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THE ANTI-SLAVERY BUGLE.
From the Lowell American.
The American Shylock.
WbM person that lint rem! Phakspenre'
Merchant of Venice anil nnt linil hi blood run
cold at Ilia rapacious, cold-blooded character
of the Jew Hillock, whnsn ilemaml for )
pound of Antonio' flesh wna not to he almtcd
by renaon, justice, bumanily or the pleading
vi leniier-cyen mercv ,? m n im-. ""-
i i i . . ... i. i,:,. ,,. ,,r
I.- ..,f Im. I,r,.ll, in Vnin I In I 1 lint lit.
tempt, by ahow of cither reason or equity to
justify hia ilemnnil.
Tho character of Shylock waa sketched
from we know not what original ( hut hud
Bhnkspeare lived nt this day ho might hnve
had an original in the grent Demon nt Shivery
from which to sketch a Shylork.hy ilie side of
whom tho Venetian Juw would prove n nine,
pigmy. Slavery baa no argument lo deli'iid it
self with, it never bad any and never cnn.snvn
that ia nominated in tho bniid (of our I'nioii)
that alio may have her not a single, hut
million of pound of human flesh. She
stands Ik; lore the world on llmt hond alone!
She tell I lint grent court that her demand ia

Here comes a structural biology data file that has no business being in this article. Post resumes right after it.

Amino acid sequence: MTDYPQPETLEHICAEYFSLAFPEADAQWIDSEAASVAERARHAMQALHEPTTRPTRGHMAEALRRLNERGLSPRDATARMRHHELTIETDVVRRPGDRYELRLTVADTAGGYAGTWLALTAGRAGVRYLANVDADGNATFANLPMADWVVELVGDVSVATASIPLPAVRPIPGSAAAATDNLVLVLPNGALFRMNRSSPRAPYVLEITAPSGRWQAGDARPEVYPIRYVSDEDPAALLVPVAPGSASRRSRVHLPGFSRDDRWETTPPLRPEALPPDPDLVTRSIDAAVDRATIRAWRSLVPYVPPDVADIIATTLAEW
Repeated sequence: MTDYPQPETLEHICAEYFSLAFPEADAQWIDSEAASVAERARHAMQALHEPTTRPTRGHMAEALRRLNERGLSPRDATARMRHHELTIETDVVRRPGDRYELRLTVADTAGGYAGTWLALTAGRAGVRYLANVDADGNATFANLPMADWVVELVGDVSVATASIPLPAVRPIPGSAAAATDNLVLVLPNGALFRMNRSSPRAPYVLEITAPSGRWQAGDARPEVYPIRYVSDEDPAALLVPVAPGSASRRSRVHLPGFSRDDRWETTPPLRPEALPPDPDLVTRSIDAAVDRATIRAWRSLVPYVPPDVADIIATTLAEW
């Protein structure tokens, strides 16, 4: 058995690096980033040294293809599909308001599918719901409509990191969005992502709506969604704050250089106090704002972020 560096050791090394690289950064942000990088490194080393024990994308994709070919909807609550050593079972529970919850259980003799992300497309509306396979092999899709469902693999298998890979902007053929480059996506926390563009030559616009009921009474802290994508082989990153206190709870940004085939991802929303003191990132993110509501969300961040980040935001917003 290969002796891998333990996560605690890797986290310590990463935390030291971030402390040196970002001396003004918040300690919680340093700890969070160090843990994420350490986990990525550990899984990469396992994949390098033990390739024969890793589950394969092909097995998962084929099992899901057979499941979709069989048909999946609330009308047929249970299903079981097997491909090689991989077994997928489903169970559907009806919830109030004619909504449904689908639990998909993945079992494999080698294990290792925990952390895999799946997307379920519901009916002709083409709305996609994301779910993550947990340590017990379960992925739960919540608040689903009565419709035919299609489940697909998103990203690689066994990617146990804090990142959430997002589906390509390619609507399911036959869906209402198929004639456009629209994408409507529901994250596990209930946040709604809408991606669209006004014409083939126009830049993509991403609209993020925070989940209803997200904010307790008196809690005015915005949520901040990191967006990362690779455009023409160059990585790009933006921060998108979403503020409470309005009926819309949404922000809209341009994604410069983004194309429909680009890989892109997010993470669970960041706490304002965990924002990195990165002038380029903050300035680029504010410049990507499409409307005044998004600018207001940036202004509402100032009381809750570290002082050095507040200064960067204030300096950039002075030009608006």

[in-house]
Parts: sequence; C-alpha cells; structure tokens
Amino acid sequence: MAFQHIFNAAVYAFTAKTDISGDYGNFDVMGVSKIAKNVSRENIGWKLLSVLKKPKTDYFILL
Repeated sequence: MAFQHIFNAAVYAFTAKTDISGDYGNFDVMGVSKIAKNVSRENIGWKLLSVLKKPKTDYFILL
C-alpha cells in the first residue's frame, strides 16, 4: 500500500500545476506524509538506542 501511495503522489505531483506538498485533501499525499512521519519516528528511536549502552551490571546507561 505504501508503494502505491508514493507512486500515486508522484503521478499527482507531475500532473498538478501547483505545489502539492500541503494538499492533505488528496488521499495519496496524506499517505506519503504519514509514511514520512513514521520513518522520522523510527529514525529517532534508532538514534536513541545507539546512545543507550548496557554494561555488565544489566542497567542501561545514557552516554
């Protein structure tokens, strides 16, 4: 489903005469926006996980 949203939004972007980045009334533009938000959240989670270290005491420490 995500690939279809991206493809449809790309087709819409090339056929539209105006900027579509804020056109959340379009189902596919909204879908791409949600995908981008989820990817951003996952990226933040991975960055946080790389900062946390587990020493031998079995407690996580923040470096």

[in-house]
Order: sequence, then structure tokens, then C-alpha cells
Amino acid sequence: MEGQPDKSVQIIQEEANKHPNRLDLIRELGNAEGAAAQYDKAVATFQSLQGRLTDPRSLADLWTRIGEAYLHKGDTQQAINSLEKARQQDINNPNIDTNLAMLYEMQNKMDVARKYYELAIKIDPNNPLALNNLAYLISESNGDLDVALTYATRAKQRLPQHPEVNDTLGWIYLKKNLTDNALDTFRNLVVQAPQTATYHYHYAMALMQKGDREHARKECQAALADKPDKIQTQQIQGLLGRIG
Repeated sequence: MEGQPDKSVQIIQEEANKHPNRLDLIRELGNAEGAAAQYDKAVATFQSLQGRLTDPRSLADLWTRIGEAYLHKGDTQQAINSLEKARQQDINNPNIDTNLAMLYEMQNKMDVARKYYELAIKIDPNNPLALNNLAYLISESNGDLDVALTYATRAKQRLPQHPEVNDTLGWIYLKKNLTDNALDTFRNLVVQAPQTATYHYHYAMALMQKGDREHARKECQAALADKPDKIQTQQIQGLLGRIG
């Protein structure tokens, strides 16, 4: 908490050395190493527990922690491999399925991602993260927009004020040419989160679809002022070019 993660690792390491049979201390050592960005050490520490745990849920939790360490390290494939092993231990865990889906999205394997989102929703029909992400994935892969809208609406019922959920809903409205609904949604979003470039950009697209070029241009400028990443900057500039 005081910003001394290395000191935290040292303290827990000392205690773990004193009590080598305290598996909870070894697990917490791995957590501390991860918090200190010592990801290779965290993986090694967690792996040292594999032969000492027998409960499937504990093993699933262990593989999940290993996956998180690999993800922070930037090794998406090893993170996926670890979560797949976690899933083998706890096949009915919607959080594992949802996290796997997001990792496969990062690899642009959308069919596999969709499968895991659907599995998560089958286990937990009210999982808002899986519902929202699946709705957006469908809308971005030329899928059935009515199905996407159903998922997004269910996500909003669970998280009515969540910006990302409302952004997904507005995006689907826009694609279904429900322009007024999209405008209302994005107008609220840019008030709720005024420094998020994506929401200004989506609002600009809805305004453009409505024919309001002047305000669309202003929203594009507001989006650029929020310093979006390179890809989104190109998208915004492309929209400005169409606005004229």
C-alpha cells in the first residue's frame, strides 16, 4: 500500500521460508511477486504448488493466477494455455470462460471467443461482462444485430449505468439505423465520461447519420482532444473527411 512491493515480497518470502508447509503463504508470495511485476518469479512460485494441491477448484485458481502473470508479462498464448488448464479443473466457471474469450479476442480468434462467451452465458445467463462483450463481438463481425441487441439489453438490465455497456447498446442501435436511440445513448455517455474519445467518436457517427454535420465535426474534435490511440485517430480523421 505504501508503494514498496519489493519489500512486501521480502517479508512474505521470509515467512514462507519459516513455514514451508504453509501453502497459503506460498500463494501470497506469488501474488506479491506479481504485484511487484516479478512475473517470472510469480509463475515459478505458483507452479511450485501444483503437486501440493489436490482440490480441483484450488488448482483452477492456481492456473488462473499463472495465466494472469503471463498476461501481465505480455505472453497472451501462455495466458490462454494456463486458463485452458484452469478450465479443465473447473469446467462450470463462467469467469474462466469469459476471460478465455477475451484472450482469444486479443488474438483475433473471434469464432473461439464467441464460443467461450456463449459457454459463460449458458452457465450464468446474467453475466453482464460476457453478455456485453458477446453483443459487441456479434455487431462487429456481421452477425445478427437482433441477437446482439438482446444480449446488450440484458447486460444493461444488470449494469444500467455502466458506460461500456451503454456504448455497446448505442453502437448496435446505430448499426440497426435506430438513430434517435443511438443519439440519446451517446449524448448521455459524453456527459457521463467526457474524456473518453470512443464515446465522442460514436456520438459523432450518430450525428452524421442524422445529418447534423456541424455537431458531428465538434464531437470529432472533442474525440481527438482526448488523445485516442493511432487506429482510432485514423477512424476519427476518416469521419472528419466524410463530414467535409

nominated in her hond ! She asks judgement,
like tho Jew on her hond, not on iia right or
jiialice. Nut a ahow of the hitler hna she to
luaintnin her claim, nothing hut the simple
existence of tho fton.7, exacted in a lime whi n
the idea of human right wcrn weak mid !
hie, and their rnpacion and cold-blooded
crneliiy excite n chill of horror Ihrniigliout
civilization. Iliimnnily has nirenily Hpokcu
in tho language of the Duke, of iliia muii
"A stormy adversary, an Inhuman wretch,
V'ncnpablo of pity, void and empty
From any drnm of mercy."
Yet what iloea the reply to that? When
railed into court, alio Maud up hefnru the I
country with her knife and scales, gloating '
over the miseries of her victim. In viiin iloea !
Immunity tell her that alio hut lend'sl Ihe fash- i
ion of her malice till the lost hour of nrt.atui I
that ahe will then relent; that the miseries j
huddled tni ihe back of her victim are
enough to pluck coumiisseraiion
"From branny bosoms and rough heart of flint,
From atuhborn 'links and Tartars, never
Toomcct of tender courtesy."
Pile replica, ua did the Jew, ttint alio bad
sworn to have the due and forfeit (if berdoin;
end bow exact the rescmbluneu when tho
If you deny it, let the danger light
Vpon your charter, anil j our city rrccUom.
A simple subsliliilion of tho word, "Consti
tution" for "charier," and " country'" for
" r it) 'a," and Sluikspeare would have chruiii
rled slavery's threala in our hull of Congress
for tho Inst four yenr.
The Irienil of freedom does alnvcry bate
with mi intensity equalled only by the Jew's
bate for Antonio. J'lin key of ihut halo is
given by the great poel in tlitit speech w here